Vantage points: Canadian startups choose between growth and profitability

Phil Cutler, Paper
Leaders from Paper, Klue, Borrowell, and ApplyBoard share their strategies for navigating the post-ZIRP era.

Like many founders over the last two years, Philip Cutler, who leads EdTech startup Paper, had to pivot his business strategy.

After raising $343 million CAD of Series D financing in February 2022, Cutler said the market shifted and companies needed to “focus more on the fundamentals” to get profits in the green. “We started making that push over a year ago, really, towards being a more profitable business, burning less cash, and ultimately being more sustainable long-term [to] not rely on venture capital,” he said in a Thursday interview at Collision. Like many founders over the last two years, Philip Cutler, who leads EdTech startup Paper, had to pivot his business strategy.

Rather than focus exclusively on growth through strategies like customer and company acquisitions, Cutler had to cut redundancies in Paper’s workforce, reduce costs, and focus investments on key areas of the business. 

“The push to profitability is important, but that’s not enough.”

Eva Wong

The Bank of Canada launched a historic hiking cycle in March 2022, bringing an end to a zero-interest-rate-policy (ZIRP) environment. The venture capital (VC) market, in turn, pulled away from lofty valuations. Gone were the high-flying days when investors would ink term sheets with startups in a matter of hours. 

Speaking on a panel at the tech conference on Tuesday, Inovia partner Magaly Charbonneau said never before has the VC market been so focused on startups creating “optionality.”

“Look, you have to build options,” Charbonneau said. “You have to make sure you’re right-sizing your team and that you have strong unit economics and you have a path to profitability, because you may not be able to raise another round.”

Cutler said he’s not yet profitable, but the company is working “as fast as possible” to get there without compromising the business’s long-term sustainability.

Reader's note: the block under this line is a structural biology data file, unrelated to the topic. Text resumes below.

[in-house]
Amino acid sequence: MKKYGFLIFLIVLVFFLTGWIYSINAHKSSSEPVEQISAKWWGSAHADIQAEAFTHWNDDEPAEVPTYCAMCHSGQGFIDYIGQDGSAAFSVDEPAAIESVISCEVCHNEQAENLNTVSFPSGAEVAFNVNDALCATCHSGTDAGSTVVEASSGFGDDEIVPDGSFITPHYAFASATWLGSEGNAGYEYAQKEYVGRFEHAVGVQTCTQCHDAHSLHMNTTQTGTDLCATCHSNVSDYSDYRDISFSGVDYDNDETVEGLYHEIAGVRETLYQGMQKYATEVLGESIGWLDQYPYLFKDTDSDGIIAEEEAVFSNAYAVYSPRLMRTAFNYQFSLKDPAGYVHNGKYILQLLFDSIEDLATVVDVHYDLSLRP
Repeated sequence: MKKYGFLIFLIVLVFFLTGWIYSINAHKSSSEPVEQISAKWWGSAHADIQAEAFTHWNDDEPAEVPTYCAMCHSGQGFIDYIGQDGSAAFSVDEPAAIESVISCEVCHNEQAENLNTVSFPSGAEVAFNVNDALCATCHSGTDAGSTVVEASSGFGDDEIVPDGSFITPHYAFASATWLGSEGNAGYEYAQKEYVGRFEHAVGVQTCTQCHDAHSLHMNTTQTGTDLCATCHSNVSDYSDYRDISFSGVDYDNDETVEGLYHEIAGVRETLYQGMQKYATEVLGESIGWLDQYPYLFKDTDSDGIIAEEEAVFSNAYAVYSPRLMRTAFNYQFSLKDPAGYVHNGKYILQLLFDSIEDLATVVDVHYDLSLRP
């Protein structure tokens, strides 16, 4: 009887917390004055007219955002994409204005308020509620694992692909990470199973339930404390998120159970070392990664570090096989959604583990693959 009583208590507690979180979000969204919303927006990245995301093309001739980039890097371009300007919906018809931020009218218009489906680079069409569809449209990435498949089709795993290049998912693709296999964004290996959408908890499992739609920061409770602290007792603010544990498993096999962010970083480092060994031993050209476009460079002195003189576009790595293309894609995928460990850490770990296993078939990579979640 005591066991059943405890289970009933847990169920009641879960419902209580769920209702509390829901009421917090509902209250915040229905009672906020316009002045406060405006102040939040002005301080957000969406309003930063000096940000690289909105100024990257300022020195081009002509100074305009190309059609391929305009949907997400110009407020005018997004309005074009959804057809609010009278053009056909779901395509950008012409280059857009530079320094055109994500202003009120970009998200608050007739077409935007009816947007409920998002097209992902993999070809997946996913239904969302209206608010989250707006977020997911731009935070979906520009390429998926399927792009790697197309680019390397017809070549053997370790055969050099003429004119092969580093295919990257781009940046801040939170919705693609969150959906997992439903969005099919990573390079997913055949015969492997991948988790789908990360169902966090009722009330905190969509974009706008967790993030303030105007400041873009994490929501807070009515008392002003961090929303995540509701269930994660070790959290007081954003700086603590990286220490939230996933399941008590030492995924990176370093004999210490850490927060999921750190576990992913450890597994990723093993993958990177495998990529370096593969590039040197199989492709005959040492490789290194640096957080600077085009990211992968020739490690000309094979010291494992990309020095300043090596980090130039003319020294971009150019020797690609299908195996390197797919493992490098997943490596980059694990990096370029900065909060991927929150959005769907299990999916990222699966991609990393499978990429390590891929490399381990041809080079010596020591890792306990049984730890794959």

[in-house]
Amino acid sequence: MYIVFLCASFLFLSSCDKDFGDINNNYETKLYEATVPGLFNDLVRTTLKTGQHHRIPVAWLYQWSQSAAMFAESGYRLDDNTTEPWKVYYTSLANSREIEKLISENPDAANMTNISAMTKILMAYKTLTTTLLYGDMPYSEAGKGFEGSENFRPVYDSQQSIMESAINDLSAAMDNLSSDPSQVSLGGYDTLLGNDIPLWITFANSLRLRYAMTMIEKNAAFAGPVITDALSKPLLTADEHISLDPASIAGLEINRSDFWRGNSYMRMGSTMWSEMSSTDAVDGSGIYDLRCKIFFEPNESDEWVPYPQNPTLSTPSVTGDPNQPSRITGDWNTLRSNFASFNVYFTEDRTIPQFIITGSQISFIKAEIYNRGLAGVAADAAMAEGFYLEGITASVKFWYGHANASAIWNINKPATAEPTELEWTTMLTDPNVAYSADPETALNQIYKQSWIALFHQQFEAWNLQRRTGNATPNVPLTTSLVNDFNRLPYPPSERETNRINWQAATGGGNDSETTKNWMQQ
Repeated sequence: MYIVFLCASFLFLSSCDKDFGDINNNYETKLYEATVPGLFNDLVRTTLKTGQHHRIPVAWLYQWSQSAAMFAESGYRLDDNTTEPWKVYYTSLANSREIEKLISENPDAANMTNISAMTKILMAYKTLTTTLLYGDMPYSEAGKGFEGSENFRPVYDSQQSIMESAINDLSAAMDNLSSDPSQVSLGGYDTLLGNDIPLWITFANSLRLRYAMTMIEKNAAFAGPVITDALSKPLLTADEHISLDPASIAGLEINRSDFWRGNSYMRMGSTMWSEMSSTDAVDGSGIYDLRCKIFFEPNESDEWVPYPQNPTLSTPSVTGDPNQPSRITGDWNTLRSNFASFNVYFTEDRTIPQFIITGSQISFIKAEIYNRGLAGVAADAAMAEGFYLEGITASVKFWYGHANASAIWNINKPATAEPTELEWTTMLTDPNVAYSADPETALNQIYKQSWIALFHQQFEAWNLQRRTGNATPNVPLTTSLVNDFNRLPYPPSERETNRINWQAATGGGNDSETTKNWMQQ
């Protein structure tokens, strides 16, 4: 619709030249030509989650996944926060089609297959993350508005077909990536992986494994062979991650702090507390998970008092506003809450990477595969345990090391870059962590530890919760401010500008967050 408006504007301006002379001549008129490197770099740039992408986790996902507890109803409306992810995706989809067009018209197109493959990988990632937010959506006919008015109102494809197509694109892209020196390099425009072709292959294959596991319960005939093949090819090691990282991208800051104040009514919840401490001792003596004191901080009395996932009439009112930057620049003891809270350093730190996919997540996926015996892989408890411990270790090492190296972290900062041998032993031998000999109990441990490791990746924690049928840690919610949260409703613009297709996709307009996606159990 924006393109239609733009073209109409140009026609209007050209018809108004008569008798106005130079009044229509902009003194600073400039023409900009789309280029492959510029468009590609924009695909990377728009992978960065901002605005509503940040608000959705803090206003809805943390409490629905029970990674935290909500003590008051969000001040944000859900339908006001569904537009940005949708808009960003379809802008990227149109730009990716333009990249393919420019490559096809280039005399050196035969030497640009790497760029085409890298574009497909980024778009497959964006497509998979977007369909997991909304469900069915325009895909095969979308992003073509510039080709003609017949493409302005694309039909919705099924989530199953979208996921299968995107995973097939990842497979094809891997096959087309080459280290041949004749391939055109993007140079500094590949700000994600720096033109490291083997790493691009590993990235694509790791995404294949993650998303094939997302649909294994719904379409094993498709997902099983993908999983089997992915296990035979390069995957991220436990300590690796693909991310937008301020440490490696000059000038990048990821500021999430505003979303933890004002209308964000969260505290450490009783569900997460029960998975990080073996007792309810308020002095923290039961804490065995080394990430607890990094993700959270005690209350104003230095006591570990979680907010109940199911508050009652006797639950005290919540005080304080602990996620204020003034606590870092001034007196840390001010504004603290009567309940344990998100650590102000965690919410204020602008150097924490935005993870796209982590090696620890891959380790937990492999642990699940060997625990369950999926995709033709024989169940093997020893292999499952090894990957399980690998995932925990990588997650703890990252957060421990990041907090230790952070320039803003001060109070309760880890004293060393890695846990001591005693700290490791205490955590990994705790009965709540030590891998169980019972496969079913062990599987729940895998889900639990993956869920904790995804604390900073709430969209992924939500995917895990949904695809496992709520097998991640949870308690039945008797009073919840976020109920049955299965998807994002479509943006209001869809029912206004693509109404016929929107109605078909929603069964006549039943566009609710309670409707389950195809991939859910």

Since the central bank initiated rate cuts this month, VCs and founders at Collision said they’re beginning to see a return to normal in deal activity and investor appetite. Still, “Investors are telling companies ‘be thoughtful about every dollar you spend,’” Spencer McLeod, partner at Chicago-based G Squared, said on the same panel. 

One exception to the rule, though, is artificial intelligence (AI), McLeod said. Jason Smith, founder of software-as-a-service (SaaS) startup Klue, spoke to McLeod’s point, saying AI’s potential to be a disruptor in business means higher returns. 

To take advantage of those returns, the Klue CEO “pivoted the entire company” by leveraging generative AI on his SaaS platform to provide clients smarter, efficiently produced insights on their competitors. 

When most companies are focusing on a path to profitability, Klue is focused on growth and capturing market share, Smith said. Buoyed by raising a $79-million CAD Series B in 2021—which he said was a stroke of luck and good timing—the funding gave the startup five years of runway.

“My bet is that all the investment I’m making will make me a category leader for something that 100 million companies will want—to understand their competitors and their buyers in a deep way so they win the deals,” Smith said in an interview at the tech conference, adding that by choice he’s not pursuing profitability. 

On the flip side, Borrowell co-founder and chief operating officer Eva Wong said her company has reached profitability through maintaining strong unit economics during the ZIRP era. Founded in 2016, Borrowell raised $25 million CAD during its 2021 Series C financing to bring total funding to $97 million, including debt. 

The FinTech founder said companies don’t want to burn through their runway in a higher interest rate environment only to be forced to raise when financing conditions and terms aren’t ideal.

“The push to profitability is important, but that’s not enough,” Wong said in an interview during Collision. “You have to take that profit and then invest it into growth.

Leaning into growth is where ApplyBoard CEO Meti Basiri is focused. Since raising $600 million CAD at a $4-billion CAD valuation, the company that helps international students apply to post-secondary programs has reduced its workforce and invested in research and development. 

“For the next few years, [the] majority of our focus [will] be on growing, being at the break-even [point], so we can be in the right position…, but we’re going to continue increasing our market share,” Basiri said in an interview at Collision.

Feature image courtesy Philip Cutler via LinkedIn.

Bianca Bharti

Bianca Bharti

Bianca Bharti is the newsletter editor at BetaKit, where she spearheads coverage and analysis of tech news in related products. Before BetaKit, Bianca covered the nexus of markets, industries and policy in a variety of formats as a reporter for the Financial Post. There, she won silver in SABEW's 2021 Best in Business Journalism Awards in the personal finance category for one of her pieces. In her free time, she enjoys swapping her reporter hat for a baseball cap to hit up some hiking trails with her dog. She also weirdly loves debating monetary policy.

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